The Centre for Care & Wellbeing
Springvale Botanical Cemetery
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Graves, Crypts and Cremation
Our Special Areas
Nothing feels more like the change of seasons than the transition of summer greens to shades of orange, yellow, and red. Whether it’s the signature crunch of walks, or the majestic peppering of gold and copper, autumn holds a special place in the calendar.
Of course, we have our trees to thank for the magic of autumn, which is why we thought we’d take a moment to pay special homage to some of the wonderful species across our grounds, some of which have seen centuries of autumns go past.
To change or not to change
You might be surprised to know many of Australia’s native trees do not undergo the change of colour associated with autumn. In the northern hemisphere, trees receive very clear signals from the environment in the form of changes in temperature and daylight that encourage deciduous trees to shed their leaves for the winter. By contrast, the Australian climate is less predictable, which means ideal growing conditions can come along at any time. Most of our native trees have evolved to be able to capitalise on these opportunities by remaining evergreen.
At our grounds we have a broad range of flora from all regions of the world. About 11,000 trees call Springvale Botanical Cemetery home. These trees are a combination of indigenous, Australian native, and exotic species. This means that even through autumn, you will always find a blanket of green throughout our gardens.
Friends of the past
At Springvale Botanical Cemetery, 17 special trees have stood on our grounds long before the cemetery came to be. These special ancestors are specially cared for to ensure they remain strong for generations to come.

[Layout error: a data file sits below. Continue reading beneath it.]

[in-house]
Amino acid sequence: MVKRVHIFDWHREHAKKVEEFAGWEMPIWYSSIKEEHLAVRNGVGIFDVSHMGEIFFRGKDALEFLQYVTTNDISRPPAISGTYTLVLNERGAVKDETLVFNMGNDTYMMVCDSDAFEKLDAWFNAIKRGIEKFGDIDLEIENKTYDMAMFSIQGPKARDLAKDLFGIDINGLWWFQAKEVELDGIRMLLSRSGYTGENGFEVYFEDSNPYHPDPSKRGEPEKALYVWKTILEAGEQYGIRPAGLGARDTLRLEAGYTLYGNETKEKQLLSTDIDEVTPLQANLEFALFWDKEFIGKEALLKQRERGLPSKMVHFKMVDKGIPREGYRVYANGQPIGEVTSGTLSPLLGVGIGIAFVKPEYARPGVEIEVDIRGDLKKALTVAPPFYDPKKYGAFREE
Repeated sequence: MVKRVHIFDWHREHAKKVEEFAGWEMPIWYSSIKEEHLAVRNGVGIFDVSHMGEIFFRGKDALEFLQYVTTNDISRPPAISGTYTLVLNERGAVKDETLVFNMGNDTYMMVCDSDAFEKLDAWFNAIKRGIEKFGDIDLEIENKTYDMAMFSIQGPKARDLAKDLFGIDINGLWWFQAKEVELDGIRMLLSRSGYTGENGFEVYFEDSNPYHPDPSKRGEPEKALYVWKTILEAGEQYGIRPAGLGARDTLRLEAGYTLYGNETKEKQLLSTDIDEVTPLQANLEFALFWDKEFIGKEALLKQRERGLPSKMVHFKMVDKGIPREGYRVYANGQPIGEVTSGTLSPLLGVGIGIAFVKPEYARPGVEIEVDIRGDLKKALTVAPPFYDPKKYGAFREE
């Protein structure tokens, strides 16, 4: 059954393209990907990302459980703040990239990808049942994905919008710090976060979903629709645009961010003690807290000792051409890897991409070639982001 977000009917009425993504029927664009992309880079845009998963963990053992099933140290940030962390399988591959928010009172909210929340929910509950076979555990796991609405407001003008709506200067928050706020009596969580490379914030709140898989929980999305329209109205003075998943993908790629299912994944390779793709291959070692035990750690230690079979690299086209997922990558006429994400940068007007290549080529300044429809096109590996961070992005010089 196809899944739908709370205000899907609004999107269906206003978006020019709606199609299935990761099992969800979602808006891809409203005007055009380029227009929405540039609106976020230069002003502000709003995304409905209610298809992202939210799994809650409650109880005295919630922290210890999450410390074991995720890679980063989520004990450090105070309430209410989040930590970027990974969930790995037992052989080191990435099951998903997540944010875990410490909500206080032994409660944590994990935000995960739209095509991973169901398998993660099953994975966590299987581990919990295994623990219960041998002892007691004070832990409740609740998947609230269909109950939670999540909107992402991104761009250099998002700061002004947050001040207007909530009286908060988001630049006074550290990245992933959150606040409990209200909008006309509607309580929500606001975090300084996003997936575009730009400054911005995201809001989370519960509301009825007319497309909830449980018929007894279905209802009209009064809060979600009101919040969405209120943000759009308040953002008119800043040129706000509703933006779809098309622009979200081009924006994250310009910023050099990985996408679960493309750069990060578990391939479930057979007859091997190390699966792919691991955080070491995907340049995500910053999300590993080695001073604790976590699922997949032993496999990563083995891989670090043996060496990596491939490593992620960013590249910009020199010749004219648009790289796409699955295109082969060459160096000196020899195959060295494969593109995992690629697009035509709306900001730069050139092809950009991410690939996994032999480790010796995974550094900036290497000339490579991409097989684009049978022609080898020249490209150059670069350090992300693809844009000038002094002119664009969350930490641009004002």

On our grounds you will also find several rows of large sugar gums (eucalyptus cladacalyx) from farming days past, and many old European trees such as elms, oaks, birches, and palms.
Our trees provide a source of food for native and exotic fauna, which in turn provides a regular attraction to birdwatchers’ clubs.
Our arborists take great care to maintain the integrity of our trees, but they also cultivate naturally occuring hollows to provide a habitat to native wildlife. This healthy red gum (eucalyptus camaldulensis, pictured above) has a hollow running for several metres up its trunk.
These red river gums pre-date the cemetery and have grown in a curious straight line across the grounds. This likely marks the path of an old stream that existed in the area hundreds of years ago.
Age is just a number
Some trees stand out among the rest, such as our 300-year-old eucalyptus camaldulensis, which stands proud outside Café Vita et flores. We carefully protect and monitor this magnificent tree and have installed an irrigation system under the wooden decking at the cafe to support its shallow roots. This irrigation system floods the tree at key times of the year to simulate its preferred natural cycle.
Along Main Drive you will spot two Bunya pines standing vigil - natives of Queensland. These were planted some time in the 1900s next to the then-entrance and gatehouse, and in their 119 years are still quite young compared to a life expectancy of around 500 years. They can grow to a height of 30–45 metres, and they produce cones the size of footballs, which contain an edible kernel similar in taste to a chestnut.
Autumn is a wonderful time of year, and our trees play a large role in marking the occasion. Next time you’re on the grounds, take a minute to look around and thank the trees that give the gardens so much character.